on closing the barn door after...
By Diogenes (articles ) | Dec 14, 2006
Let's say that you're writing a news story for the Boston Globe, about the implementation of a new Massachusetts law requiring hospitals to provide "emergency contraception" for rape victims. You're faced with a dilemma. The paper's editorial policy insists that "emergency contraception" can never, never, ever be described as involving abortion. But then how do you explain why Catholic hospitals sometimes won't issue the pills?
The Catholic-hospital network has issued a statement explaining its policy, but you can't quote it, because it raises the untouchable issue. So you summarize:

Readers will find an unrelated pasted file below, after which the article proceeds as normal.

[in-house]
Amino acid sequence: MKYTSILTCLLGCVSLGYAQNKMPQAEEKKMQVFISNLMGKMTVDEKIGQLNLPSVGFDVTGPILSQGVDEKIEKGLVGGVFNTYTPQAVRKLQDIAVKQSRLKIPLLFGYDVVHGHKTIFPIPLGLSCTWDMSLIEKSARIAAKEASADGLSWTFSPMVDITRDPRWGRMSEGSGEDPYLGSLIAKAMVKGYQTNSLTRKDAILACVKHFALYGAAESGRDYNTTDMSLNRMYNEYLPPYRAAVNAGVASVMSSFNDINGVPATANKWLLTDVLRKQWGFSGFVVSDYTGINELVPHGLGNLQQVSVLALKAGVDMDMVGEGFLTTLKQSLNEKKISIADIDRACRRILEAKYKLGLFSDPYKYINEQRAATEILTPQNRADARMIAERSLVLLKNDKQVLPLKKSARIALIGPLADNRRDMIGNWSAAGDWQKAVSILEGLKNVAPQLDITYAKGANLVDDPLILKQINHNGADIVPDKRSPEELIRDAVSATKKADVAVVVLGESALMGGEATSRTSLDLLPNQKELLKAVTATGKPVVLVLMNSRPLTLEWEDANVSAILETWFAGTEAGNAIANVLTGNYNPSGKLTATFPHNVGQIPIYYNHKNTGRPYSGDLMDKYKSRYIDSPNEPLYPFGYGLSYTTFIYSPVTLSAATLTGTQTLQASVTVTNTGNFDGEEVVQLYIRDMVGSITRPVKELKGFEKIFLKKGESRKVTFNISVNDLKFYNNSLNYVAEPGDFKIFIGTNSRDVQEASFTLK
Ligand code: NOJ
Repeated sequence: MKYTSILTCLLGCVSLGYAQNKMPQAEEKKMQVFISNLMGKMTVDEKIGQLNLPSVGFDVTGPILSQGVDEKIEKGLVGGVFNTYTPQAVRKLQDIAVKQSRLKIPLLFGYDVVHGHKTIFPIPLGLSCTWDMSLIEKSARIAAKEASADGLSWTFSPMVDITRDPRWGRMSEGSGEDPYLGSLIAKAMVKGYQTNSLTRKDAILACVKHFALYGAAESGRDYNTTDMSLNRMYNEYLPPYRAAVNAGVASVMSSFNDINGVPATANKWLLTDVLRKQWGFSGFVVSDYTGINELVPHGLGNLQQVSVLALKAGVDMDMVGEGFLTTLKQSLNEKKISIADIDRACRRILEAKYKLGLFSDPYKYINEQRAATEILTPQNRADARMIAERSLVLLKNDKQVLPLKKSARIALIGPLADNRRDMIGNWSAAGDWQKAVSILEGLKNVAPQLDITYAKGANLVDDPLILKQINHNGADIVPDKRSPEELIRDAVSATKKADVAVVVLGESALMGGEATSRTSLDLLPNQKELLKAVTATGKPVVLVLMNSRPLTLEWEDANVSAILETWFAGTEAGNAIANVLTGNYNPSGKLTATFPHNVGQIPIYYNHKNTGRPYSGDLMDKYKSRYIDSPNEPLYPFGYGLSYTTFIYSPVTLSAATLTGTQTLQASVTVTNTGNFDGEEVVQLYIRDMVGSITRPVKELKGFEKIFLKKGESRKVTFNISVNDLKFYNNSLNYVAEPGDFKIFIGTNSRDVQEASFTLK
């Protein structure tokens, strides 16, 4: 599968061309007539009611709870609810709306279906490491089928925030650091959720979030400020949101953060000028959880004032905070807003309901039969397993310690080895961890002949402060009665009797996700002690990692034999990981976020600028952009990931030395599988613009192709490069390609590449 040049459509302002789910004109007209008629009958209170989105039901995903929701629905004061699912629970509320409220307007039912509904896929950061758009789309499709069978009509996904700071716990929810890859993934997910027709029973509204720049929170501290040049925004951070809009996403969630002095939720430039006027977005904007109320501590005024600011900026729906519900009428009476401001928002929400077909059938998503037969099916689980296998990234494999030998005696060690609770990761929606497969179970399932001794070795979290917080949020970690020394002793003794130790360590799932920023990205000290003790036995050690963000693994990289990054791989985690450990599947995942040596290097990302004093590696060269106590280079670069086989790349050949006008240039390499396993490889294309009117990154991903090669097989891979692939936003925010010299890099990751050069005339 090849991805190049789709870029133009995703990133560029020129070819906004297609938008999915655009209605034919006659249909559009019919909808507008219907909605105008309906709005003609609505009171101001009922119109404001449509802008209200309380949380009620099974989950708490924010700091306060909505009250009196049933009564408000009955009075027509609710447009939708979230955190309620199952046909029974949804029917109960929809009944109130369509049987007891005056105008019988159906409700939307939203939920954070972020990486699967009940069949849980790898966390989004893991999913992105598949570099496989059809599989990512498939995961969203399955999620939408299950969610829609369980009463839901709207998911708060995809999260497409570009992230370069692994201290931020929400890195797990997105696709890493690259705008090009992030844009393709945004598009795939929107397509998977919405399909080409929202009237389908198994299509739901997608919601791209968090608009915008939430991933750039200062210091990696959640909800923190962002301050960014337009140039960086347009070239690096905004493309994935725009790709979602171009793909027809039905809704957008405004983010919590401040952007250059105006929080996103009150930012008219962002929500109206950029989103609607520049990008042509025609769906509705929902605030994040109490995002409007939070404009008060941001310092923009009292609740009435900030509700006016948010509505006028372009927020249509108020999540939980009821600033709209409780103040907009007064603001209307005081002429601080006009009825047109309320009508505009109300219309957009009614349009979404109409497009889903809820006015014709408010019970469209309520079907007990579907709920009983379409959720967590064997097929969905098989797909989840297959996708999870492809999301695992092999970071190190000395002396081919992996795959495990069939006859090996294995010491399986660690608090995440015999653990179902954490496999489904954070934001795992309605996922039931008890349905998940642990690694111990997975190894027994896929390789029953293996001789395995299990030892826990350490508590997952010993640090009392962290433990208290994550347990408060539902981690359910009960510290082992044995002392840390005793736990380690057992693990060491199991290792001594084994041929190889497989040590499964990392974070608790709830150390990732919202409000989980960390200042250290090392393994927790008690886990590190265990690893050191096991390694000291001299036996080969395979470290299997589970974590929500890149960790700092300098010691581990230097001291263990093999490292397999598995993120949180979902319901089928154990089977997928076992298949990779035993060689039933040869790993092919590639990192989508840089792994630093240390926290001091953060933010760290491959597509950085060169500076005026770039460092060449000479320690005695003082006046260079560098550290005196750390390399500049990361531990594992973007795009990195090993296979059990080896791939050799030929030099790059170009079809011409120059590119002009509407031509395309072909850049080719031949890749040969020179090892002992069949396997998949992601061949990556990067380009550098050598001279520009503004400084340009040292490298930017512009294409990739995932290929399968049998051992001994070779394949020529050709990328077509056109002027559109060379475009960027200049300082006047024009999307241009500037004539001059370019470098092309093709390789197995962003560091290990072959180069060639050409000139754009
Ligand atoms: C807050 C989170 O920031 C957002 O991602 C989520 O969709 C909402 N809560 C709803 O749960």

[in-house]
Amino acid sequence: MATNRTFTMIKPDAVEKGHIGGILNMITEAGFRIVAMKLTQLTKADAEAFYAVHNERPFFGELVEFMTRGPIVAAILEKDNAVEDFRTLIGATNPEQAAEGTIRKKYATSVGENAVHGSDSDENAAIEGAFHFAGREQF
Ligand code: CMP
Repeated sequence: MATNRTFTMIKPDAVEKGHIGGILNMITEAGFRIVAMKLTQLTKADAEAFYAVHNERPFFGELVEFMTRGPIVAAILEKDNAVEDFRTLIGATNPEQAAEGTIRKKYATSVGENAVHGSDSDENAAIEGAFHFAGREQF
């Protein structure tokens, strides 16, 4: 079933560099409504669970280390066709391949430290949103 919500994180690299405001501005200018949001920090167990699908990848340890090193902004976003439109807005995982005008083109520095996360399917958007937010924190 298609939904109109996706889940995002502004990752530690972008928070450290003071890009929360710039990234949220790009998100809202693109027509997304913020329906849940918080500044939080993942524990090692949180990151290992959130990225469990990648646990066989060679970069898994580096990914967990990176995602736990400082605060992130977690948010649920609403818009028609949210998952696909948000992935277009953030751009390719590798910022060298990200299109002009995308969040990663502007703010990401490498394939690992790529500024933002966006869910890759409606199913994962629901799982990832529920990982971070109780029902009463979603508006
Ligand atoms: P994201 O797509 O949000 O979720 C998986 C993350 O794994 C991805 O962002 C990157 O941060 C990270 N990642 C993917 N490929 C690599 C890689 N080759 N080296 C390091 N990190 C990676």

They will not provide contraception to someone who is pregnant, even if the woman has been assaulted, the statement suggests.
Which raises the question: Why would a woman who's already pregnant want contraceptives? For later, after the baby is born? But then that wouldn't qualify as "emergency" contraception, now would it? If it really is an emergency, then it really isn't a contraceptive.
All comments are moderated. To lighten our editing burden, only current donors are allowed to Sound Off. If you are a donor, log in to see the comment form; otherwise please support our work, and Sound Off!
Posted by: Leo XIII727 -
Dec. 14, 2006 7:34 PM ET USA
Quod erat demonstrandum!
Posted by: Pete133 -
Dec. 14, 2006 6:33 PM ET USA
Ah! Ah! Ah! None of that! Logic and truth are expressly forbidden in this line of "journalism". Especially forbidden in the Boston area!
Posted by: TheJournalist64 -
Dec. 14, 2006 5:53 PM ET USA
Of course, madmen rule the world, and the newspapers, so none of this is surprising.